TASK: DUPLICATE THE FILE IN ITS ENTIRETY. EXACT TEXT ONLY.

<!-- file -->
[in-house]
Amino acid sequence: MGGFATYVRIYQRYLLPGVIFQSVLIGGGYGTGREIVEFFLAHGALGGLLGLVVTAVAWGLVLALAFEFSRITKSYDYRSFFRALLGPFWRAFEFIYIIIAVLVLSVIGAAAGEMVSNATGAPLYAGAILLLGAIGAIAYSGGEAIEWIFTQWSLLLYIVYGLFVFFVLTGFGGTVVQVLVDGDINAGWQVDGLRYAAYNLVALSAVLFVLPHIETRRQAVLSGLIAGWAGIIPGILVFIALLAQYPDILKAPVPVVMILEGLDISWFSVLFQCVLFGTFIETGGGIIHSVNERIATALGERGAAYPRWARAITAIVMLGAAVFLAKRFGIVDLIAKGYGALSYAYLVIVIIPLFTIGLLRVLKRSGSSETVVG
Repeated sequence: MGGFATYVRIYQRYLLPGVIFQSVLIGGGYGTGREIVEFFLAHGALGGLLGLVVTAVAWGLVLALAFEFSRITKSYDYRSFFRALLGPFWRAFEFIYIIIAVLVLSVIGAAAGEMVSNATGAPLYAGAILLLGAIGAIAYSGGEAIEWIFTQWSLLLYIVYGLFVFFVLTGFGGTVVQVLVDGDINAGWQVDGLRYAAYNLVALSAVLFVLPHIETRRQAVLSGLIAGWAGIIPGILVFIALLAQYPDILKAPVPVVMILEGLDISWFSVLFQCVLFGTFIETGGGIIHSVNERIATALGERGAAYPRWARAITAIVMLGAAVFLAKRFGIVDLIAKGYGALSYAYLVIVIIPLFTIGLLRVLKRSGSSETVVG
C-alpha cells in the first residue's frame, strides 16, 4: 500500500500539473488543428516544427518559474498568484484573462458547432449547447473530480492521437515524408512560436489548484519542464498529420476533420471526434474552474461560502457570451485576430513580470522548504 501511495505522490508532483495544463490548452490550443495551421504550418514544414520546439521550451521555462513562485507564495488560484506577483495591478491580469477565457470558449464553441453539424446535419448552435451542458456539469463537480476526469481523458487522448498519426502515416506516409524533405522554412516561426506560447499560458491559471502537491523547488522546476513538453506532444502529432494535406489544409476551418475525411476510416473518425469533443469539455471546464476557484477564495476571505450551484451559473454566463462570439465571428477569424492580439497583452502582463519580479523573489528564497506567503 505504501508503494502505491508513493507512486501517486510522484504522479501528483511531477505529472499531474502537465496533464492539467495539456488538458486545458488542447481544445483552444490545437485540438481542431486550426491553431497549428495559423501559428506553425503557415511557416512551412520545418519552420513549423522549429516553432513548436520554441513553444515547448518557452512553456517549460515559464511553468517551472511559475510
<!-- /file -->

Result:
[in-house]
Amino acid sequence: MGGFATYVRIYQRYLLPGVIFQSVLIGGGYGTGREIVEFFLAHGALGGLLGLVVTAVAWGLVLALAFEFSRITKSYDYRSFFRALLGPFWRAFEFIYIIIAVLVLSVIGAAAGEMVSNATGAPLYAGAILLLGAIGAIAYSGGEAIEWIFTQWSLLLYIVYGLFVFFVLTGFGGTVVQVLVDGDINAGWQVDGLRYAAYNLVALSAVLFVLPHIETRRQAVLSGLIAGWAGIIPGILVFIALLAQYPDILKAPVPVVMILEGLDISWFSVLFQCVLFGTFIETGGGIIHSVNERIATALGERGAAYPRWARAITAIVMLGAAVFLAKRFGIVDLIAKGYGALSYAYLVIVIIPLFTIGLLRVLKRSGSSETVVG
Repeated sequence: MGGFATYVRIYQRYLLPGVIFQSVLIGGGYGTGREIVEFFLAHGALGGLLGLVVTAVAWGLVLALAFEFSRITKSYDYRSFFRALLGPFWRAFEFIYIIIAVLVLSVIGAAAGEMVSNATGAPLYAGAILLLGAIGAIAYSGGEAIEWIFTQWSLLLYIVYGLFVFFVLTGFGGTVVQVLVDGDINAGWQVDGLRYAAYNLVALSAVLFVLPHIETRRQAVLSGLIAGWAGIIPGILVFIALLAQYPDILKAPVPVVMILEGLDISWFSVLFQCVLFGTFIETGGGIIHSVNERIATALGERGAAYPRWARAITAIVMLGAAVFLAKRFGIVDLIAKGYGALSYAYLVIVIIPLFTIGLLRVLKRSGSSETVVG
C-alpha cells in the first residue's frame, strides 16, 4: 500500500500539473488543428516544427518559474498568484484573462458547432449547447473530480492521437515524408512560436489548484519542464498529420476533420471526434474552474461560502457570451485576430513580470522548504 501511495505522490508532483495544463490548452490550443495551421504550418514544414520546439521550451521555462513562485507564495488560484506577483495591478491580469477565457470558449464553441453539424446535419448552435451542458456539469463537480476526469481523458487522448498519426502515416506516409524533405522554412516561426506560447499560458491559471502537491523547488522546476513538453506532444502529432494535406489544409476551418475525411476510416473518425469533443469539455471546464476557484477564495476571505450551484451559473454566463462570439465571428477569424492580439497583452502582463519580479523573489528564497506567503 505504501508503494502505491508513493507512486501517486510522484504522479501528483511531477505529472499531474502537465496533464492539467495539456488538458486545458488542447481544445483552444490545437485540438481542431486550426491553431497549428495559423501559428506553425503557415511557416512551412520545418519552420513549423522549429516553432513548436520554441513553444515547448518557452512553456517549460515559464511553468517551472511559475510